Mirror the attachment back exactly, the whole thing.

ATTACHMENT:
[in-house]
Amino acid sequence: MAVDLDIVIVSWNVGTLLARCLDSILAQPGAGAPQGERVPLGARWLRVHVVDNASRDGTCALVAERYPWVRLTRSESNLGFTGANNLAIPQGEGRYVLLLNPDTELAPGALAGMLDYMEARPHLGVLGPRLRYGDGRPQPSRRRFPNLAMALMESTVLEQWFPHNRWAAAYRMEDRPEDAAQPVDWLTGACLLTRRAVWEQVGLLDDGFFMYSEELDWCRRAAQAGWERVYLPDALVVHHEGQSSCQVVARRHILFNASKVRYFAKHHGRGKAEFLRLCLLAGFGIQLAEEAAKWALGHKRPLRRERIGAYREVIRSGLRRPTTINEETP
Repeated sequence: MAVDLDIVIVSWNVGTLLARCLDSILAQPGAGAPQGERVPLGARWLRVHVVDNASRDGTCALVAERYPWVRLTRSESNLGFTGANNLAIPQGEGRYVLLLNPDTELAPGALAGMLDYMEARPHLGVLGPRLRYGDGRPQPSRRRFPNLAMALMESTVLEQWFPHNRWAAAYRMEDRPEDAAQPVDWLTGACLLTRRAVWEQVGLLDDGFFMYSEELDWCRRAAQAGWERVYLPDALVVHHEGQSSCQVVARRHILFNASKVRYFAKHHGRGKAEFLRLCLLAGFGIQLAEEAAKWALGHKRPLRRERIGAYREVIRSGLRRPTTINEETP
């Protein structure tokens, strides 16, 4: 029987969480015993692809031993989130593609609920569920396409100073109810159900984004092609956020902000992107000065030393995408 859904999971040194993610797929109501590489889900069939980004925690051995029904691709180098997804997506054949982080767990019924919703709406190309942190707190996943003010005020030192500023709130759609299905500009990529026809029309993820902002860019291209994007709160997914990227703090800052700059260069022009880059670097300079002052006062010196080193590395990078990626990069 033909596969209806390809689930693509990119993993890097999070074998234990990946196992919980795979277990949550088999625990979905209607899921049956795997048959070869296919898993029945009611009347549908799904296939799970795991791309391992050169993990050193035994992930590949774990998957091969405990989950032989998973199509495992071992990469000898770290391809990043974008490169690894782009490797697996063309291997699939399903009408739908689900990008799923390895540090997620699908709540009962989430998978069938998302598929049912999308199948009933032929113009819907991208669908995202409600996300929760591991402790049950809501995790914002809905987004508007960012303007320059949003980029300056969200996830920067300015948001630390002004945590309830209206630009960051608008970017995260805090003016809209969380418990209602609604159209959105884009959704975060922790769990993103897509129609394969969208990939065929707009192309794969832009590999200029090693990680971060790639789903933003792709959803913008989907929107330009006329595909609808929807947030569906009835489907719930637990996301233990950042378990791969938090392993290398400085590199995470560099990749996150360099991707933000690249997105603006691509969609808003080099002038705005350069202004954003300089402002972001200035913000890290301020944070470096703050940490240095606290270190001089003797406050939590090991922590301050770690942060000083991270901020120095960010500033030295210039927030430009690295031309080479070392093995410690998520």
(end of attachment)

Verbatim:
[in-house]
Amino acid sequence: MAVDLDIVIVSWNVGTLLARCLDSILAQPGAGAPQGERVPLGARWLRVHVVDNASRDGTCALVAERYPWVRLTRSESNLGFTGANNLAIPQGEGRYVLLLNPDTELAPGALAGMLDYMEARPHLGVLGPRLRYGDGRPQPSRRRFPNLAMALMESTVLEQWFPHNRWAAAYRMEDRPEDAAQPVDWLTGACLLTRRAVWEQVGLLDDGFFMYSEELDWCRRAAQAGWERVYLPDALVVHHEGQSSCQVVARRHILFNASKVRYFAKHHGRGKAEFLRLCLLAGFGIQLAEEAAKWALGHKRPLRRERIGAYREVIRSGLRRPTTINEETP
Repeated sequence: MAVDLDIVIVSWNVGTLLARCLDSILAQPGAGAPQGERVPLGARWLRVHVVDNASRDGTCALVAERYPWVRLTRSESNLGFTGANNLAIPQGEGRYVLLLNPDTELAPGALAGMLDYMEARPHLGVLGPRLRYGDGRPQPSRRRFPNLAMALMESTVLEQWFPHNRWAAAYRMEDRPEDAAQPVDWLTGACLLTRRAVWEQVGLLDDGFFMYSEELDWCRRAAQAGWERVYLPDALVVHHEGQSSCQVVARRHILFNASKVRYFAKHHGRGKAEFLRLCLLAGFGIQLAEEAAKWALGHKRPLRRERIGAYREVIRSGLRRPTTINEETP
């Protein structure tokens, strides 16, 4: 029987969480015993692809031993989130593609609920569920396409100073109810159900984004092609956020902000992107000065030393995408 859904999971040194993610797929109501590489889900069939980004925690051995029904691709180098997804997506054949982080767990019924919703709406190309942190707190996943003010005020030192500023709130759609299905500009990529026809029309993820902002860019291209994007709160997914990227703090800052700059260069022009880059670097300079002052006062010196080193590395990078990626990069 033909596969209806390809689930693509990119993993890097999070074998234990990946196992919980795979277990949550088999625990979905209607899921049956795997048959070869296919898993029945009611009347549908799904296939799970795991791309391992050169993990050193035994992930590949774990998957091969405990989950032989998973199509495992071992990469000898770290391809990043974008490169690894782009490797697996063309291997699939399903009408739908689900990008799923390895540090997620699908709540009962989430998978069938998302598929049912999308199948009933032929113009819907991208669908995202409600996300929760591991402790049950809501995790914002809905987004508007960012303007320059949003980029300056969200996830920067300015948001630390002004945590309830209206630009960051608008970017995260805090003016809209969380418990209602609604159209959105884009959704975060922790769990993103897509129609394969969208990939065929707009192309794969832009590999200029090693990680971060790639789903933003792709959803913008989907929107330009006329595909609808929807947030569906009835489907719930637990996301233990950042378990791969938090392993290398400085590199995470560099990749996150360099991707933000690249997105603006691509969609808003080099002038705005350069202004954003300089402002972001200035913000890290301020944070470096703050940490240095606290270190001089003797406050939590090991922590301050770690942060000083991270901020120095960010500033030295210039927030430009690295031309080479070392093995410690998520």